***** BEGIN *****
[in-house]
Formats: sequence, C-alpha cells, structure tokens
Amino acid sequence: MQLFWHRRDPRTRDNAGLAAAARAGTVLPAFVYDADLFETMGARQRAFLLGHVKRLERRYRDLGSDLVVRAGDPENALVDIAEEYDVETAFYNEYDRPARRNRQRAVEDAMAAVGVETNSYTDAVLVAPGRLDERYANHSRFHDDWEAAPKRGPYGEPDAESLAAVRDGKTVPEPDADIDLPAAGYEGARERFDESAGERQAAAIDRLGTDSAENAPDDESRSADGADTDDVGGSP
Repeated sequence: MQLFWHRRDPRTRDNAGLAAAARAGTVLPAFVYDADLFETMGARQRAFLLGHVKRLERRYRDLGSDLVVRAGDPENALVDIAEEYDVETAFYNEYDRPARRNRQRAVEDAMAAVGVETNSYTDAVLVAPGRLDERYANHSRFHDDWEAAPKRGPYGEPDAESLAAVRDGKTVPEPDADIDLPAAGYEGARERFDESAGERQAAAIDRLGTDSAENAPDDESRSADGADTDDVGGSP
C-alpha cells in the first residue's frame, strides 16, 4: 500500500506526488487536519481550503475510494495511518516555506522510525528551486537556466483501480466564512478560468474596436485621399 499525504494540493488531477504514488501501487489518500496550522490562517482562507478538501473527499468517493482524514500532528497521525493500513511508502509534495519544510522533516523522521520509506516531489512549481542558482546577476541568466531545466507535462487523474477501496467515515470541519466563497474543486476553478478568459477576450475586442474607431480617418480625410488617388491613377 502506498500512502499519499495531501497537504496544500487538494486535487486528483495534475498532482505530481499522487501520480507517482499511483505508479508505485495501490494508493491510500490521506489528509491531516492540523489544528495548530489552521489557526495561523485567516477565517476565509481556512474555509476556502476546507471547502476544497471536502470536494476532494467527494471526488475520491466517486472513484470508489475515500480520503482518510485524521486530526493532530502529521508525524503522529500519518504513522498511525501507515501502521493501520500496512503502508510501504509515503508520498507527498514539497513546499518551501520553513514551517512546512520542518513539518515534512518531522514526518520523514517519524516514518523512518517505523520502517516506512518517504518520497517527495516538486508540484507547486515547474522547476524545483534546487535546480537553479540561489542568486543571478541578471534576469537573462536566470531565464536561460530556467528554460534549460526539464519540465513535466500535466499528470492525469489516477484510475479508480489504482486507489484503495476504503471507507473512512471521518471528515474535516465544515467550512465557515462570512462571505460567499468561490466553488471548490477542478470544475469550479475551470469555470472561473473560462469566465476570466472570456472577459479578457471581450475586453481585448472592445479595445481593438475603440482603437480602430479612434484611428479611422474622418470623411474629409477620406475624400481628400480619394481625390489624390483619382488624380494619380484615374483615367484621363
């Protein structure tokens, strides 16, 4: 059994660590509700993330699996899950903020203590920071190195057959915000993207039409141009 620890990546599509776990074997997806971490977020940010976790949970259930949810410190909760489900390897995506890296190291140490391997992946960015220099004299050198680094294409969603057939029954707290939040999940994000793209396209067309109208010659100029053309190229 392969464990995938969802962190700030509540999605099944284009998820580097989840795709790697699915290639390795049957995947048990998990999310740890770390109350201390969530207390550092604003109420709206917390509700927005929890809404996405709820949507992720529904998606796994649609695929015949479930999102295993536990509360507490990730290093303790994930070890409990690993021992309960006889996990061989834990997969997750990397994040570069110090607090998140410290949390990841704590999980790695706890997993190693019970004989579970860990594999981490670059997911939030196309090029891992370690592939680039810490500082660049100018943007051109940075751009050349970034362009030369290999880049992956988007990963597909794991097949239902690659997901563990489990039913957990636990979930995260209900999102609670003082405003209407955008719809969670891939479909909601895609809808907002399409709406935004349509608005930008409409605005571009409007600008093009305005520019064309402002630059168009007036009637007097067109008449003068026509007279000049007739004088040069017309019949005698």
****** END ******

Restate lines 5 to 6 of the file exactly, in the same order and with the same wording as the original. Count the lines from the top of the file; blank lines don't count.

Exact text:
C-alpha cells in the first residue's frame, strides 16, 4: 500500500506526488487536519481550503475510494495511518516555506522510525528551486537556466483501480466564512478560468474596436485621399 499525504494540493488531477504514488501501487489518500496550522490562517482562507478538501473527499468517493482524514500532528497521525493500513511508502509534495519544510522533516523522521520509506516531489512549481542558482546577476541568466531545466507535462487523474477501496467515515470541519466563497474543486476553478478568459477576450475586442474607431480617418480625410488617388491613377 502506498500512502499519499495531501497537504496544500487538494486535487486528483495534475498532482505530481499522487501520480507517482499511483505508479508505485495501490494508493491510500490521506489528509491531516492540523489544528495548530489552521489557526495561523485567516477565517476565509481556512474555509476556502476546507471547502476544497471536502470536494476532494467527494471526488475520491466517486472513484470508489475515500480520503482518510485524521486530526493532530502529521508525524503522529500519518504513522498511525501507515501502521493501520500496512503502508510501504509515503508520498507527498514539497513546499518551501520553513514551517512546512520542518513539518515534512518531522514526518520523514517519524516514518523512518517505523520502517516506512518517504518520497517527495516538486508540484507547486515547474522547476524545483534546487535546480537553479540561489542568486543571478541578471534576469537573462536566470531565464536561460530556467528554460534549460526539464519540465513535466500535466499528470492525469489516477484510475479508480489504482486507489484503495476504503471507507473512512471521518471528515474535516465544515467550512465557515462570512462571505460567499468561490466553488471548490477542478470544475469550479475551470469555470472561473473560462469566465476570466472570456472577459479578457471581450475586453481585448472592445479595445481593438475603440482603437480602430479612434484611428479611422474622418470623411474629409477620406475624400481628400480619394481625390489624390483619382488624380494619380484615374483615367484621363
């Protein structure tokens, strides 16, 4: 059994660590509700993330699996899950903020203590920071190195057959915000993207039409141009 620890990546599509776990074997997806971490977020940010976790949970259930949810410190909760489900390897995506890296190291140490391997992946960015220099004299050198680094294409969603057939029954707290939040999940994000793209396209067309109208010659100029053309190229 392969464990995938969802962190700030509540999605099944284009998820580097989840795709790697699915290639390795049957995947048990998990999310740890770390109350201390969530207390550092604003109420709206917390509700927005929890809404996405709820949507992720529904998606796994649609695929015949479930999102295993536990509360507490990730290093303790994930070890409990690993021992309960006889996990061989834990997969997750990397994040570069110090607090998140410290949390990841704590999980790695706890997993190693019970004989579970860990594999981490670059997911939030196309090029891992370690592939680039810490500082660049100018943007051109940075751009050349970034362009030369290999880049992956988007990963597909794991097949239902690659997901563990489990039913957990636990979930995260209900999102609670003082405003209407955008719809969670891939479909909601895609809808907002399409709406935004349509608005930008409409605005571009409007600008093009305005520019064309402002630059168009007036009637007097067109008449003068026509007279000049007739004088040069017309019949005698």